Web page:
(Please note that the video is from 2017, and does not include the more recent changes to the game. If there are differences between the video and the rules below, please follow the rules listed below.)
National History Bowl Rules Summary
This year, all matches in the Varsity and Junior Varsity National History Bowl Leagues will be played using Google Meet and an online lock-out buzzer system, with two teams of up to four players to a team playing at any given time. Teams may carry substitutes, who can switch in between any one of the four quarters of the match. There is no limit to the number of substitutions that can be made.
All Varsity and Junior Varsity History Bowl matches feature a “4-Quarter” format – although this is unlike any other 4-Quarter format currently being used in any other academic quiz competition. The 4 Quarters are described below.
First Quarter: The first quarter consists of 10 relatively brief “tossup” questions, all of which are worth ten points. Like all tossup questions, these will be written in a “pyramidal” format. “Pyramidal” refers to the questions featuring more than one piece of information, with the more obscure information coming at the beginning, and more familiar information coming towards the end. This style of question is designed to reward teams with deeper knowledge, and encourage a more comprehensive understanding of the events in history being referenced in the question. Nationals playoff games may have up to 12 questions in the first quarter. After the moderator is done, players have 5 seconds to ring in. After a player has rung in, players have 5 seconds to start giving their answer. If their answer is incorrect, the other team receives 5 seconds to ring in. This holds true in the second and fourth quarters as well.
Second Quarter: The second quarter consists of 8 pyramidal toss-up questions, also worth ten points each. Each of these questions will then have one related bonus question, worth ten points apiece. The team that gets the tossup correct gets a try at the bonus. If they answer incorrectly, the other team does not have a chance to answer the bonus (i.e. no “bouncebacks”). The team answering the bonus will have 8 seconds to confer, then the moderator will prompt the team for an answer. The team will then have 5 seconds to give an answer. The moderator will take the first answer specifically directed at them, and should establish with the teams how they plan to indicate their final answer. Nationals playoff games may have up to 12 questions in the second quarter.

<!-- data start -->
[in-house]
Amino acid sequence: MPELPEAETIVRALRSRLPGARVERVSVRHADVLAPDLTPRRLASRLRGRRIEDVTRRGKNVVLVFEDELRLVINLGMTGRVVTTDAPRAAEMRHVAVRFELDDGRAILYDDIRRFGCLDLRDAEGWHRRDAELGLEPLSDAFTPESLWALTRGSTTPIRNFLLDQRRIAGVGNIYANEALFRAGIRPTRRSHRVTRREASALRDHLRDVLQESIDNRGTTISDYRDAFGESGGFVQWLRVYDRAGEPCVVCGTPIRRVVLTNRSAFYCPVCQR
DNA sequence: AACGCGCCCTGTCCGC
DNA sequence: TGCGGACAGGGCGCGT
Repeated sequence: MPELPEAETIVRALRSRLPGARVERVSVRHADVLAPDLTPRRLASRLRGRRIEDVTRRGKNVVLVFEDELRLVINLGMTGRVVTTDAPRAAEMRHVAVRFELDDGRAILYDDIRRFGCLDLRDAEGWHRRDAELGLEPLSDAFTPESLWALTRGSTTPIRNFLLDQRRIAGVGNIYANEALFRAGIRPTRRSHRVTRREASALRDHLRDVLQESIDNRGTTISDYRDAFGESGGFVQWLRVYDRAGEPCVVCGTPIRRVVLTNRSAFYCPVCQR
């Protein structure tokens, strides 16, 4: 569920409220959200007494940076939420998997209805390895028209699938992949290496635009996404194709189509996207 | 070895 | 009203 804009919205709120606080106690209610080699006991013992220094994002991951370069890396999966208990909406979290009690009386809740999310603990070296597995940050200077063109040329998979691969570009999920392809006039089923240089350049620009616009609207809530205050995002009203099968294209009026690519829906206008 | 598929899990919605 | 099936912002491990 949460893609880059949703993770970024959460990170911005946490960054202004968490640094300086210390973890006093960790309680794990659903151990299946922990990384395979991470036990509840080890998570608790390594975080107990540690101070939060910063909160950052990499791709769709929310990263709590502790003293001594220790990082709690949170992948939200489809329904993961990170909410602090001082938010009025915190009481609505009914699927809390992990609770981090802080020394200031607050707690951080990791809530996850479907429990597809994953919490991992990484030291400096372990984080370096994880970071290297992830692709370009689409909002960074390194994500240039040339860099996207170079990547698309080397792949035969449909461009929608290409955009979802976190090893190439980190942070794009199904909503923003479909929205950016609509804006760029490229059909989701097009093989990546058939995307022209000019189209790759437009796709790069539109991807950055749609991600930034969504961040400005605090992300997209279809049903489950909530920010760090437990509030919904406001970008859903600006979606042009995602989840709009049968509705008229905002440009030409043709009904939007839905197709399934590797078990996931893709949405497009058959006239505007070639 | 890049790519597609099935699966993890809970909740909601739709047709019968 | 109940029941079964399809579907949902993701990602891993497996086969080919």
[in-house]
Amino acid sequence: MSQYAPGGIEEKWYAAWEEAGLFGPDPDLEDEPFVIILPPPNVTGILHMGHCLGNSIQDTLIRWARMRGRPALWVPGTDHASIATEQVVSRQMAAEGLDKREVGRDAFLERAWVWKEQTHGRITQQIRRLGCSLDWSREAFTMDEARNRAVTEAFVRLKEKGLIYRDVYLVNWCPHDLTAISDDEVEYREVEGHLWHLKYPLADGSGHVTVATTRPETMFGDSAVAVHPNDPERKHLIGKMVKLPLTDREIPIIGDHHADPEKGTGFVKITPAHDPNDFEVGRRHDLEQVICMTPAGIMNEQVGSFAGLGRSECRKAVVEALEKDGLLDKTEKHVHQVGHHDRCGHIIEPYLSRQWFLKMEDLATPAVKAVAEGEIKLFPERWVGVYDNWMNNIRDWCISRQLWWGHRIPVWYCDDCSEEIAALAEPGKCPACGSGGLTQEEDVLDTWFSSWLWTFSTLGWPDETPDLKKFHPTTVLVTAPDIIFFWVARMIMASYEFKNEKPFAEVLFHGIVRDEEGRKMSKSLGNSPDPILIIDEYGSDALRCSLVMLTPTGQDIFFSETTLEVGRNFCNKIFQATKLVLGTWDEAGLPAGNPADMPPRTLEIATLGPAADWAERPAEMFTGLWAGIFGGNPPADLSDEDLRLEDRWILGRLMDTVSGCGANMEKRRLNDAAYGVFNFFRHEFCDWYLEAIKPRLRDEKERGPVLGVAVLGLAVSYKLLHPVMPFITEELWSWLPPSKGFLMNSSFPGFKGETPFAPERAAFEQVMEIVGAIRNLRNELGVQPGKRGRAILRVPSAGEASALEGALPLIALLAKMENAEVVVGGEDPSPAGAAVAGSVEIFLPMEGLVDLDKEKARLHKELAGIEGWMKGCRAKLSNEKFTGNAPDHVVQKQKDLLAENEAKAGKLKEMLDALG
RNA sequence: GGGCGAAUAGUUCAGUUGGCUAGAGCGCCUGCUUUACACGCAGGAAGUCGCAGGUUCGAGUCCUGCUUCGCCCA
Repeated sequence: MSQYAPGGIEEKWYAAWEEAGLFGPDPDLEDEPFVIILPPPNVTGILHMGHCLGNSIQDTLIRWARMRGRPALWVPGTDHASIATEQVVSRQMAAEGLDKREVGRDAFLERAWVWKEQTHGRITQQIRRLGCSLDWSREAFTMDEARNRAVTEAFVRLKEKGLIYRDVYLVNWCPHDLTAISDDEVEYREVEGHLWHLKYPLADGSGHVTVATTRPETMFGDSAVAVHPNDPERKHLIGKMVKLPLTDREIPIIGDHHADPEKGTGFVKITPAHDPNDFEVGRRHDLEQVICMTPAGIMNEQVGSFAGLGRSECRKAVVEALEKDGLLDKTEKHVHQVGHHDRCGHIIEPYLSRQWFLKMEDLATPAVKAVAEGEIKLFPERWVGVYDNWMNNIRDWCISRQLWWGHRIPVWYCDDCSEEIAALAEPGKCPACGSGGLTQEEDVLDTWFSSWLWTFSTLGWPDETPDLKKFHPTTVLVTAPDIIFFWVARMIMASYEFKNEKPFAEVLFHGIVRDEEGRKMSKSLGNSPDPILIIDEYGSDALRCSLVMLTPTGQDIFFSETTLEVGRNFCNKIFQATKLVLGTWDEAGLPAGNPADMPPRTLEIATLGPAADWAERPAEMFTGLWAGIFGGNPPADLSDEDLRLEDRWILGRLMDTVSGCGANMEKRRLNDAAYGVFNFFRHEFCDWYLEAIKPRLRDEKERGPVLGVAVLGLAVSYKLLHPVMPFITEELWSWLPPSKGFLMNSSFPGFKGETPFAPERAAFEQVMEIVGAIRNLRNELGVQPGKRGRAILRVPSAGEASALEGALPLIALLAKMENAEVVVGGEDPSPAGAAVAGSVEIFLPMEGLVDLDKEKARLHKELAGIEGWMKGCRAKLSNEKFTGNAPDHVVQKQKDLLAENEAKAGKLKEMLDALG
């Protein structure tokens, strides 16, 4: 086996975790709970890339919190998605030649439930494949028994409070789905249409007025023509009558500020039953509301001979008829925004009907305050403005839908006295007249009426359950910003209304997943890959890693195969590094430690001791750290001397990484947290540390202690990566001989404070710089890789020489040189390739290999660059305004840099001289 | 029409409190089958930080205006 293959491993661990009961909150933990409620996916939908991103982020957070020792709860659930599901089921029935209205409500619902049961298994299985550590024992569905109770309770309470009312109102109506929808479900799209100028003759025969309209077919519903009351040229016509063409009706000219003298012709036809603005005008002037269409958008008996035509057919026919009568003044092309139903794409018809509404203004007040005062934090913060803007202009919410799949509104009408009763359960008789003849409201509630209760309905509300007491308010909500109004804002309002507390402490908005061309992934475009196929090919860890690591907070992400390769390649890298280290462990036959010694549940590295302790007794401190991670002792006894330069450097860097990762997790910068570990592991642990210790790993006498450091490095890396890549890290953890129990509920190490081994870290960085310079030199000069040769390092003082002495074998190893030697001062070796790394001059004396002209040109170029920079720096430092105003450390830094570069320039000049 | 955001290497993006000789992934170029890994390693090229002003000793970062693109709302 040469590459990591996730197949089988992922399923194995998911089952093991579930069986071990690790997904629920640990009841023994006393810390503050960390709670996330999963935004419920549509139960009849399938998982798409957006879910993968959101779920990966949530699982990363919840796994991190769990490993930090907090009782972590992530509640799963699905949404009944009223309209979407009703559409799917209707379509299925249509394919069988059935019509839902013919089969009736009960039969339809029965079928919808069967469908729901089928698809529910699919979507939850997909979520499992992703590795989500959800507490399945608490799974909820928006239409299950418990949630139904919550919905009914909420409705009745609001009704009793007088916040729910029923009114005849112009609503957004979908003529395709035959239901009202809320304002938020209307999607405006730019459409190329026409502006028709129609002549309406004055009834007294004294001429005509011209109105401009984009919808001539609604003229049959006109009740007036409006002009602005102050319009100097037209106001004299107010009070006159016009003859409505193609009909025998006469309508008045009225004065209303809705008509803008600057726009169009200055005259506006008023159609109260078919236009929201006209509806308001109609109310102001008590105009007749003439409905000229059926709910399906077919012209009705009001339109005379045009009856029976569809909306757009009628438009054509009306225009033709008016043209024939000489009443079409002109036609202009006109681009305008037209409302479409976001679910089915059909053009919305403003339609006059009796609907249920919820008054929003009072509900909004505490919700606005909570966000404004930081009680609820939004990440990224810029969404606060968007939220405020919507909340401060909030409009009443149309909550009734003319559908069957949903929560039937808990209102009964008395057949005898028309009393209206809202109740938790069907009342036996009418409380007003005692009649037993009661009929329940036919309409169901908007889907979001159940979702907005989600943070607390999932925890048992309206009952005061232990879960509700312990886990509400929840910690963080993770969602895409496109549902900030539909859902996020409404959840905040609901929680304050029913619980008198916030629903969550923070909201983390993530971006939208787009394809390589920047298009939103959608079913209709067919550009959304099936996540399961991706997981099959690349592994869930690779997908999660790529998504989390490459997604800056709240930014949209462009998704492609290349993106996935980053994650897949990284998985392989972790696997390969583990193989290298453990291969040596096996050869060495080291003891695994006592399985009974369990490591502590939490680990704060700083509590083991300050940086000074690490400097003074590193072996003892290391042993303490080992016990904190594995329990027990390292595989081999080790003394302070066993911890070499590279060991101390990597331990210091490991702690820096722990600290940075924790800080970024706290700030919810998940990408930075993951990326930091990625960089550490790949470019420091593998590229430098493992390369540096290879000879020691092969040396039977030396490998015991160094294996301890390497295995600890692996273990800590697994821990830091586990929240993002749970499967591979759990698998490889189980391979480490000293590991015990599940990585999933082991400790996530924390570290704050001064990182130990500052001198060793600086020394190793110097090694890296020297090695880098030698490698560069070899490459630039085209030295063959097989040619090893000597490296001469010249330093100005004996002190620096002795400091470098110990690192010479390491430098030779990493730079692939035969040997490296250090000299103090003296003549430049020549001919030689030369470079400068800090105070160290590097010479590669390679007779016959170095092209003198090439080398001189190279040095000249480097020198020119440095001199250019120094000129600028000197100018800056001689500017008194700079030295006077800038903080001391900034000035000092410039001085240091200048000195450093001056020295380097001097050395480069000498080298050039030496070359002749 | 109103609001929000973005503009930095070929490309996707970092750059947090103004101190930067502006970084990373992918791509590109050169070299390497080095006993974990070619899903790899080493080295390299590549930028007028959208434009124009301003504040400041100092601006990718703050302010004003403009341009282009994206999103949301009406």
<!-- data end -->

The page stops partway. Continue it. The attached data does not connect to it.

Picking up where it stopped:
Third Quarter. The third quarter will consist of category rounds. Three categories will be offered. In the preliminary rounds, the team who is trailing will select first, but in the playoff rounds and in all rounds at Nationals, the team in the lead selects first. If both teams were tied coming into the round, then the team most recently trailing(or leading, as the case may be) selects first. The category rounds feature 8 questions per category. All questions are worth ten points. If a team sweeps the category, they get a 20 point bonus for a total of 100 points. For the 2020-21 year, questions will be timed the same way as the 2nd quarter bonus questions. Additionally, if a team gets a question wrong in the third quarter, the question is immediately rebounded to the other team, timed the same way as the controlling team. Once the first team finishes their category questions, the process is repeated with the second team choosing from the remaining categories.